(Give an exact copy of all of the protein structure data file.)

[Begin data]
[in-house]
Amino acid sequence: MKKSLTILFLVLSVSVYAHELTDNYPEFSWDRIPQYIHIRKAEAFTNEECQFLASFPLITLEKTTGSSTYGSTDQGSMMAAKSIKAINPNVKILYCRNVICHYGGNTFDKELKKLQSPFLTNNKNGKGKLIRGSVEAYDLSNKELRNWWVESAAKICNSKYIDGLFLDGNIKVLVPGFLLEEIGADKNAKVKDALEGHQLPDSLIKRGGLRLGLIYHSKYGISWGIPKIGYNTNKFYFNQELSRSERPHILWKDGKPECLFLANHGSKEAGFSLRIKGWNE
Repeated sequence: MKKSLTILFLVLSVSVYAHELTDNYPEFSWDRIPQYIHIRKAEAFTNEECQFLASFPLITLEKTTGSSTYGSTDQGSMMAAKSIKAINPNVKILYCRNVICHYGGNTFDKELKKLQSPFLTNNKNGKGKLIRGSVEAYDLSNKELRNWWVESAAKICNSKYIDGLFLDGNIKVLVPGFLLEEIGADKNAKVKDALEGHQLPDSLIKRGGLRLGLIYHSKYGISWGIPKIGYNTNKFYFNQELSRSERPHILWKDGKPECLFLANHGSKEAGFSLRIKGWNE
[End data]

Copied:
[in-house]
Amino acid sequence: MKKSLTILFLVLSVSVYAHELTDNYPEFSWDRIPQYIHIRKAEAFTNEECQFLASFPLITLEKTTGSSTYGSTDQGSMMAAKSIKAINPNVKILYCRNVICHYGGNTFDKELKKLQSPFLTNNKNGKGKLIRGSVEAYDLSNKELRNWWVESAAKICNSKYIDGLFLDGNIKVLVPGFLLEEIGADKNAKVKDALEGHQLPDSLIKRGGLRLGLIYHSKYGISWGIPKIGYNTNKFYFNQELSRSERPHILWKDGKPECLFLANHGSKEAGFSLRIKGWNE
Repeated sequence: MKKSLTILFLVLSVSVYAHELTDNYPEFSWDRIPQYIHIRKAEAFTNEECQFLASFPLITLEKTTGSSTYGSTDQGSMMAAKSIKAINPNVKILYCRNVICHYGGNTFDKELKKLQSPFLTNNKNGKGKLIRGSVEAYDLSNKELRNWWVESAAKICNSKYIDGLFLDGNIKVLVPGFLLEEIGADKNAKVKDALEGHQLPDSLIKRGGLRLGLIYHSKYGISWGIPKIGYNTNKFYFNQELSRSERPHILWKDGKPECLFLANHGSKEAGFSLRIKGWNE